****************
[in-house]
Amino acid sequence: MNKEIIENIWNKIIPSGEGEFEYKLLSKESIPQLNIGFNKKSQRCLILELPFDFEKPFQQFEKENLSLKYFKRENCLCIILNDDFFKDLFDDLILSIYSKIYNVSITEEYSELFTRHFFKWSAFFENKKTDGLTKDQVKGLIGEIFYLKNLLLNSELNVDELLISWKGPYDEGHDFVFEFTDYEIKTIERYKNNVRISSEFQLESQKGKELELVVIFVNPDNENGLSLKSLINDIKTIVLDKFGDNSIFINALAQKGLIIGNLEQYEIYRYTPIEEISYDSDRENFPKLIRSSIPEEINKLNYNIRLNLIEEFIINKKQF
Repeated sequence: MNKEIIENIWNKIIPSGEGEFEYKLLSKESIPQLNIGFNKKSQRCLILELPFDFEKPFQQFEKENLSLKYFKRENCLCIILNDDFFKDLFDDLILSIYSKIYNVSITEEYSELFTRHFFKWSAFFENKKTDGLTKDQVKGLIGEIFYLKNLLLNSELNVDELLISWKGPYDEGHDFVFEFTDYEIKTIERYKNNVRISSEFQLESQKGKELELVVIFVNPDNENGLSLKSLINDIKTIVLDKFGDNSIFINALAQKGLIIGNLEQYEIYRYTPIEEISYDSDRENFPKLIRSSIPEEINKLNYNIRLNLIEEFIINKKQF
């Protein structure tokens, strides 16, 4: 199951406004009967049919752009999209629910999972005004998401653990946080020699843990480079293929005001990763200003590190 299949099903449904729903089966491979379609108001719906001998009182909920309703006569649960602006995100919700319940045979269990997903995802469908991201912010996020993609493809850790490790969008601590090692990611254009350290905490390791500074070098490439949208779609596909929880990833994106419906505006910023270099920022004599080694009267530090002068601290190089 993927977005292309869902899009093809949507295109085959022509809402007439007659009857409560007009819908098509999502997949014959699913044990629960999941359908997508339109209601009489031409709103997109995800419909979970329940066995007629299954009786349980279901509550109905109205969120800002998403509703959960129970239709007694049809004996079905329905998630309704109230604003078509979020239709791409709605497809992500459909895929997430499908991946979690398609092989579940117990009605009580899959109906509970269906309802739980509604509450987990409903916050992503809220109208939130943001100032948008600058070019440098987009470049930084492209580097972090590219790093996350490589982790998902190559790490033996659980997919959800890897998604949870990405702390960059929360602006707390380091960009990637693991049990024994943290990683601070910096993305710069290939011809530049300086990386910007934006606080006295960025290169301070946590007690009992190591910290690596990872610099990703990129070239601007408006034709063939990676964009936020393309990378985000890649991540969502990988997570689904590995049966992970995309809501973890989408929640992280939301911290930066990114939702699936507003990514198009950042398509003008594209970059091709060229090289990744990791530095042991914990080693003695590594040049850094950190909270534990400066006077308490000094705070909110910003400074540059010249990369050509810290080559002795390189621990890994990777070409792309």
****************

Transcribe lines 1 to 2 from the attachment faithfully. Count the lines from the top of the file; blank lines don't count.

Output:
[in-house]
Amino acid sequence: MNKEIIENIWNKIIPSGEGEFEYKLLSKESIPQLNIGFNKKSQRCLILELPFDFEKPFQQFEKENLSLKYFKRENCLCIILNDDFFKDLFDDLILSIYSKIYNVSITEEYSELFTRHFFKWSAFFENKKTDGLTKDQVKGLIGEIFYLKNLLLNSELNVDELLISWKGPYDEGHDFVFEFTDYEIKTIERYKNNVRISSEFQLESQKGKELELVVIFVNPDNENGLSLKSLINDIKTIVLDKFGDNSIFINALAQKGLIIGNLEQYEIYRYTPIEEISYDSDRENFPKLIRSSIPEEINKLNYNIRLNLIEEFIINKKQF